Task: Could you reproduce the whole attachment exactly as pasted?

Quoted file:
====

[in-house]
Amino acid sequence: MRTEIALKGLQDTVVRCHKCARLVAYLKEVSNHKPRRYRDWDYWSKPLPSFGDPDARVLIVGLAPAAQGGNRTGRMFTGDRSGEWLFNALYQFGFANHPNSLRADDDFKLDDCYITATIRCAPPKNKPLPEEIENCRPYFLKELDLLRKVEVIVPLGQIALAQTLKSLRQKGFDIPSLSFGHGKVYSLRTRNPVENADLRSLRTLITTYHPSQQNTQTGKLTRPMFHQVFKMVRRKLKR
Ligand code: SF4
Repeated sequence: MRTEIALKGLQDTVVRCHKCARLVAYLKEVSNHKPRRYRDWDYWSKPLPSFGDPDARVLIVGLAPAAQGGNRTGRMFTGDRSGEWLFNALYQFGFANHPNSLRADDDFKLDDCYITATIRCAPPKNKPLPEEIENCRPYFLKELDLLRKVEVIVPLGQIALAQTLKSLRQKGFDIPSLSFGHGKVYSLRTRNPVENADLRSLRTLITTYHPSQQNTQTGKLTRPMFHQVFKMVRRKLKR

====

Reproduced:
[in-house]
Amino acid sequence: MRTEIALKGLQDTVVRCHKCARLVAYLKEVSNHKPRRYRDWDYWSKPLPSFGDPDARVLIVGLAPAAQGGNRTGRMFTGDRSGEWLFNALYQFGFANHPNSLRADDDFKLDDCYITATIRCAPPKNKPLPEEIENCRPYFLKELDLLRKVEVIVPLGQIALAQTLKSLRQKGFDIPSLSFGHGKVYSLRTRNPVENADLRSLRTLITTYHPSQQNTQTGKLTRPMFHQVFKMVRRKLKR
Ligand code: SF4
Repeated sequence: MRTEIALKGLQDTVVRCHKCARLVAYLKEVSNHKPRRYRDWDYWSKPLPSFGDPDARVLIVGLAPAAQGGNRTGRMFTGDRSGEWLFNALYQFGFANHPNSLRADDDFKLDDCYITATIRCAPPKNKPLPEEIENCRPYFLKELDLLRKVEVIVPLGQIALAQTLKSLRQKGFDIPSLSFGHGKVYSLRTRNPVENADLRSLRTLITTYHPSQQNTQTGKLTRPMFHQVFKMVRRKLKR